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Thursday, July 25, 2024

Coal Trucks in Richards Bay to Pay a R30 Per Ton Tarriff to Municipality

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The uMhlathuze Local Municipality at Richards Bay has decided to charge trucks transporting coal to the city’s port a fee of R30 per ton.

This is one of the measures the municipality has come up with to deal with truck congestion around the port, with trucks backed up for kilometres on end on the side of the N2 highway.

Another measure is to recruit traffic reservists to manage and monitor traffic in and around the port.

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The trucks continue to cause severe blockages on the N2 and other roads in and around the Richards Bay port.

Thirty-three thousand trucks are estimated to enter the port every month, the largest coal export facility in Africa and handles 91 million tons annually.

The municipality says transporting coal via road has been eroding its infrastructure.

While trying to tackle trucks congestion, the municipality has introduced a tariff of R30 per truck.

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“We did announce the issue of the tariffs which is R30 per ton so that we are able to address the issues of infrastructure,” says Mayor Xolani Ngwezi.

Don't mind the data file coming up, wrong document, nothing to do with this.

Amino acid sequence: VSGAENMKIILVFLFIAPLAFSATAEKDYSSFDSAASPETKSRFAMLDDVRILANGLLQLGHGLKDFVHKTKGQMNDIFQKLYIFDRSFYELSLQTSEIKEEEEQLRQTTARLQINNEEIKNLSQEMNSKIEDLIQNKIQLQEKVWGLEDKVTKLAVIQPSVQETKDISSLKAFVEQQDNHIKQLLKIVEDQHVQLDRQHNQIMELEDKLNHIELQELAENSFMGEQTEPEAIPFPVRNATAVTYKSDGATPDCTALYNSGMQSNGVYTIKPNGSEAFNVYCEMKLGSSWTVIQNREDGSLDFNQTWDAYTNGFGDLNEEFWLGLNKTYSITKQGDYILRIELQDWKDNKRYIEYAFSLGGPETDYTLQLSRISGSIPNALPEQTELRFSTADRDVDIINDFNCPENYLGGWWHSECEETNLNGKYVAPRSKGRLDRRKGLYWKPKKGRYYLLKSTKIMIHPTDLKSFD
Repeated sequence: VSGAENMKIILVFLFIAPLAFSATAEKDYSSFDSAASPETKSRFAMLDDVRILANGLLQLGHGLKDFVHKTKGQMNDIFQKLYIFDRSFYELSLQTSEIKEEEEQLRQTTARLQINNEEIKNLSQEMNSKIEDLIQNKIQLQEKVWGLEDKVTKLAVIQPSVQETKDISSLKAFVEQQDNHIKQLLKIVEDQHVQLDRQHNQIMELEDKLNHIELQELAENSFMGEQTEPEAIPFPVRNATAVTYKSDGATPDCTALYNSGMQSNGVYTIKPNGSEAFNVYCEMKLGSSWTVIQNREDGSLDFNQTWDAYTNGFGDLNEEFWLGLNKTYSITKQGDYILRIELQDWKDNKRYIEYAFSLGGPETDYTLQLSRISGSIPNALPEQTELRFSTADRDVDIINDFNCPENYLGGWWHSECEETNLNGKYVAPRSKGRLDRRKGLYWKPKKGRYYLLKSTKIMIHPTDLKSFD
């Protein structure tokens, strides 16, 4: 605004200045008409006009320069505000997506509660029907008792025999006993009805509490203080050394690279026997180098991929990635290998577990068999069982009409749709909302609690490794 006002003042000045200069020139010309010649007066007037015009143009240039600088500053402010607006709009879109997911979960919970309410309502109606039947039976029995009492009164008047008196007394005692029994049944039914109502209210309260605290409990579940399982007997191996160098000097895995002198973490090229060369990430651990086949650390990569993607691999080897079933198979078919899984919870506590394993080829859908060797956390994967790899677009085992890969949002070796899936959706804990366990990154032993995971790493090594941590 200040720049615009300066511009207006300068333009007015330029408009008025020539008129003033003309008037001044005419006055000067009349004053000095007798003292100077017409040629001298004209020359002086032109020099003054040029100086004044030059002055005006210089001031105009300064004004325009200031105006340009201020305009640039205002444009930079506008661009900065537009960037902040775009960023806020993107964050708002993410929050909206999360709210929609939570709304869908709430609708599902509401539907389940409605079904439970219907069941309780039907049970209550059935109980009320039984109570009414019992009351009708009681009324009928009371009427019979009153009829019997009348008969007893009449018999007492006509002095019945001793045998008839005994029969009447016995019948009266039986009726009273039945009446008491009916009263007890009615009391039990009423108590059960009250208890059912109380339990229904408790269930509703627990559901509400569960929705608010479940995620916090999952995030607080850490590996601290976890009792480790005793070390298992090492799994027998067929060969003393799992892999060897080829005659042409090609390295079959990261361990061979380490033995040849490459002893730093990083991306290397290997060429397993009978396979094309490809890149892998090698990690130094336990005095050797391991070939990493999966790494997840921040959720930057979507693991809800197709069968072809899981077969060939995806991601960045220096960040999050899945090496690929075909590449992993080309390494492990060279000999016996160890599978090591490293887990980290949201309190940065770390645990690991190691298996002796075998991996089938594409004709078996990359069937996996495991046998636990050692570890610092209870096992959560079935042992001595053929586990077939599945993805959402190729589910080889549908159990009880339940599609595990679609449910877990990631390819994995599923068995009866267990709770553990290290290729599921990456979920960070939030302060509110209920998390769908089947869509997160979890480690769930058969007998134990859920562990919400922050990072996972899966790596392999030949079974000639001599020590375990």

Ngwezi says the recruitment of 20 traffic reservists is in the pipeline to control traffic entering and exiting the port.

“Probably by the end of this month we would have finished with the recruitment of traffic reservists who will then focus on the management of trucks and traffic and monitor other areas.”

Read | RFA Commends Transnet Port Terminals’ Strategies to Alleviate Backlog at Durban Port

“These are some of the measures that the city is actually putting to make sure that the economy is moving but also that the lives of our residents continue without being threatened by the trucks, as you know the behaviour of trucks.”

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In November last year, the municipality announced that they are planning legal steps against Transnet because its overtime budget for traffic officers for the year were almost depleted within four months dealing with the congestion problem.

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